Brands need to consider the role gender plays and adopt a decisive stance.
Historically, when companies designed products, the first decision they would make was whether the brand was intended for men or for women. As gender becomes more open, inclusive, and nuanced, the overarching traditional gender decision is no longer the best starting point for brand personality. Gender roles will continue to blur and gender will often not be a helpful categorization for many brands.
We believe that socially aware and responsive design is an imperative for brands, especially for the next generations. Over 50 percent of Gen Z girls say social values influence their choice of brands. The smartest brands of the future will make gender choices deliberately and consciously, reflecting their customers and striving to be more inclusive of expanding, shifting, and fluid definitions of gender. Tinder offers 37 different options for gender identity, including “gender fluid.” Flipkart in India has released a new commercial promoting gender equality (#GenerationEqual) and urging consumers to be mindful of gender stereotyping from a young age. In the 2018 Miss Universe pageant, the first transgender contestant, Angela Ponce from Spain, stated “I’m here to represent the diversity of humans in the world. My hope is for tomorrow to be able to live in a world of equality for everyone.”
Neutrality is one path toward gender inclusiveness. If a brand is not aligned with one gender or another, then by nature it is more inclusive and avoids decision-making based on dated gender roles. One growing offering is brands with gender-neutral positioning. In fact, 70 percent of 13–20-year-olds say they strongly prefer gender-neutral branding. A recent U.S. survey found that 20 percent of parents of children under age 12 who had recently bought kids’ clothing supported gender-neutral clothing options. Brands that have responded include the children’s retailer Nununu (featuring Celine Dion’s gender-neutral clothing line), Abercrombie & Fitch Kids, and even Target. Another example: Dr. Bronner’s soap is not designed with gender in mind.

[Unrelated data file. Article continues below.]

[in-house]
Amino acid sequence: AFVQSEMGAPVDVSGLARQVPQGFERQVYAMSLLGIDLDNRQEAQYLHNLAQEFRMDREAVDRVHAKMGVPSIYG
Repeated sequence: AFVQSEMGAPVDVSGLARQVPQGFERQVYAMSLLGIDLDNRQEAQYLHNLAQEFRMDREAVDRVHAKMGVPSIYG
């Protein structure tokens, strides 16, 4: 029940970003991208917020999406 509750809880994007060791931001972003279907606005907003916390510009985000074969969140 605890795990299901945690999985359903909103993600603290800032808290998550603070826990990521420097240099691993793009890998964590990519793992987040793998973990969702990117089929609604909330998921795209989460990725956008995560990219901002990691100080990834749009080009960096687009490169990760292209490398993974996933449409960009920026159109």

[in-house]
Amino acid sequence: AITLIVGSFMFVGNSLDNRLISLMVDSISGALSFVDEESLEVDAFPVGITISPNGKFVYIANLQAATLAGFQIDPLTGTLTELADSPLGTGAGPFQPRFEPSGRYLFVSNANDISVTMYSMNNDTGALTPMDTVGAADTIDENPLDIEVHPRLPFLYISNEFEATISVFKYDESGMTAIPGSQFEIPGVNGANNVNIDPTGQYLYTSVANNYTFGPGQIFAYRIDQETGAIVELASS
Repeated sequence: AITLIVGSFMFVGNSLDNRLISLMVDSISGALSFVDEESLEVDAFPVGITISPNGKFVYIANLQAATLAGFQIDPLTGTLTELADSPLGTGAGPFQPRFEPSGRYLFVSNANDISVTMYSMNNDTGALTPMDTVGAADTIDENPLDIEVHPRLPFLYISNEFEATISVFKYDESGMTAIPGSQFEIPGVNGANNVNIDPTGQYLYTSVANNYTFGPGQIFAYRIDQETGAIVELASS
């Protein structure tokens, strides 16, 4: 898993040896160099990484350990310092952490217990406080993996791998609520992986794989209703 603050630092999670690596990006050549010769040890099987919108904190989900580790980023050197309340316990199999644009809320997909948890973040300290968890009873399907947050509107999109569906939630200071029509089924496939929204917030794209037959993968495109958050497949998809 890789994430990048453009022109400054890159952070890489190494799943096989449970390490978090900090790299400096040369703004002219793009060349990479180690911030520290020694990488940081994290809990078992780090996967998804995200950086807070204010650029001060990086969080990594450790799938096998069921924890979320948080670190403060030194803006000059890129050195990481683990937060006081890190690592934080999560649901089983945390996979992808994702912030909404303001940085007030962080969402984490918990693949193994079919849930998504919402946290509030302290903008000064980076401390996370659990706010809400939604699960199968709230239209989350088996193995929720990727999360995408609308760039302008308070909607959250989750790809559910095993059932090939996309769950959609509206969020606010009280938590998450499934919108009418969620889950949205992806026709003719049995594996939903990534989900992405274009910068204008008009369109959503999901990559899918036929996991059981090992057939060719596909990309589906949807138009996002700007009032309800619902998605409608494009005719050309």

Masculinity and femininity are still obviously relevant, but brands need to be more thoughtful in where and why they identify with gender. A masculine brand does not mean it’s only for males, or feminine only for females. Dick’s Sporting Goods, a traditionally male-perceived brand, is now targeting women. And of course it’s also still okay to create products for men or women as long as the value proposition is clear. For example, The Wing is a co-working community space designed to foster the advancement of women in business. At the same time, when designing female-specific products, brand marketers should avoid the so-called “pink tax,” referring to the practice of charging women more for products designed specifically for them. We believe gender equality should also apply to pricing practices.